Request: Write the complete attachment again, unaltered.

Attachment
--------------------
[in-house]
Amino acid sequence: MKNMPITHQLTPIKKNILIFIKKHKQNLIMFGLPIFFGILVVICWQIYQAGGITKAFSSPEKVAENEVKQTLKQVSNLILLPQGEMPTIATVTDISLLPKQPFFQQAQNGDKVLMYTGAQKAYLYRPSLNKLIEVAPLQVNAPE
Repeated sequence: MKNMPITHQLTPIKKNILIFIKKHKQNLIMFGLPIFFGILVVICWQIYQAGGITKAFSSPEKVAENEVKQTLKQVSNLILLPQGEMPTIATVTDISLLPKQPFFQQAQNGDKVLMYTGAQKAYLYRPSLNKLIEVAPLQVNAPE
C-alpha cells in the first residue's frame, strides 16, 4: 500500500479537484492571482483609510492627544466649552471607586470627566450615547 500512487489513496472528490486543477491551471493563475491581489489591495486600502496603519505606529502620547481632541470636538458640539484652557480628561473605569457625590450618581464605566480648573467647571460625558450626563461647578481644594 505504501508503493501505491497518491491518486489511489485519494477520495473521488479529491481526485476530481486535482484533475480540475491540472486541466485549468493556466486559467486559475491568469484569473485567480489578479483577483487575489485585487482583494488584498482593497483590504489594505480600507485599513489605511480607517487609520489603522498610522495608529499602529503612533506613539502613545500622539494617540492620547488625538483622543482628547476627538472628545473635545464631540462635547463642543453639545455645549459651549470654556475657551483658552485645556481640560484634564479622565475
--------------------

[in-house]
Amino acid sequence: MKNMPITHQLTPIKKNILIFIKKHKQNLIMFGLPIFFGILVVICWQIYQAGGITKAFSSPEKVAENEVKQTLKQVSNLILLPQGEMPTIATVTDISLLPKQPFFQQAQNGDKVLMYTGAQKAYLYRPSLNKLIEVAPLQVNAPE
Repeated sequence: MKNMPITHQLTPIKKNILIFIKKHKQNLIMFGLPIFFGILVVICWQIYQAGGITKAFSSPEKVAENEVKQTLKQVSNLILLPQGEMPTIATVTDISLLPKQPFFQQAQNGDKVLMYTGAQKAYLYRPSLNKLIEVAPLQVNAPE
C-alpha cells in the first residue's frame, strides 16, 4: 500500500479537484492571482483609510492627544466649552471607586470627566450615547 500512487489513496472528490486543477491551471493563475491581489489591495486600502496603519505606529502620547481632541470636538458640539484652557480628561473605569457625590450618581464605566480648573467647571460625558450626563461647578481644594 505504501508503493501505491497518491491518486489511489485519494477520495473521488479529491481526485476530481486535482484533475480540475491540472486541466485549468493556466486559467486559475491568469484569473485567480489578479483577483487575489485585487482583494488584498482593497483590504489594505480600507485599513489605511480607517487609520489603522498610522495608529499602529503612533506613539502613545500622539494617540492620547488625538483622543482628547476627538472628545473635545464631540462635547463642543453639545455645549459651549470654556475657551483658552485645556481640560484634564479622565475